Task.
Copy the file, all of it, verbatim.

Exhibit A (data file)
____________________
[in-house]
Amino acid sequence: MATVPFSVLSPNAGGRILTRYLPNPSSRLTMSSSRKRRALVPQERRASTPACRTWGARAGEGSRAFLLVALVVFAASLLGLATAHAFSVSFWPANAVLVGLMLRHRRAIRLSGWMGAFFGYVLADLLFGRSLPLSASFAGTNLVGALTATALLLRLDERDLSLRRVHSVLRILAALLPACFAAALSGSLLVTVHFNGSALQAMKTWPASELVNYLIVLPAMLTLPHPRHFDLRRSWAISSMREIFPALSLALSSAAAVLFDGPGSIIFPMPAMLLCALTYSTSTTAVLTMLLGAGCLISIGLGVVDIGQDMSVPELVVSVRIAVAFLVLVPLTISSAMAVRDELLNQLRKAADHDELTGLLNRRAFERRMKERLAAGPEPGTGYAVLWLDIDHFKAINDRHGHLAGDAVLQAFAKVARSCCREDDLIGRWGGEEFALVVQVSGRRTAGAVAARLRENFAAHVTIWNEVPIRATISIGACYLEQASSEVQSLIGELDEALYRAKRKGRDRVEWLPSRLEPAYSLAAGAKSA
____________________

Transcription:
[in-house]
Amino acid sequence: MATVPFSVLSPNAGGRILTRYLPNPSSRLTMSSSRKRRALVPQERRASTPACRTWGARAGEGSRAFLLVALVVFAASLLGLATAHAFSVSFWPANAVLVGLMLRHRRAIRLSGWMGAFFGYVLADLLFGRSLPLSASFAGTNLVGALTATALLLRLDERDLSLRRVHSVLRILAALLPACFAAALSGSLLVTVHFNGSALQAMKTWPASELVNYLIVLPAMLTLPHPRHFDLRRSWAISSMREIFPALSLALSSAAAVLFDGPGSIIFPMPAMLLCALTYSTSTTAVLTMLLGAGCLISIGLGVVDIGQDMSVPELVVSVRIAVAFLVLVPLTISSAMAVRDELLNQLRKAADHDELTGLLNRRAFERRMKERLAAGPEPGTGYAVLWLDIDHFKAINDRHGHLAGDAVLQAFAKVARSCCREDDLIGRWGGEEFALVVQVSGRRTAGAVAARLRENFAAHVTIWNEVPIRATISIGACYLEQASSEVQSLIGELDEALYRAKRKGRDRVEWLPSRLEPAYSLAAGAKSA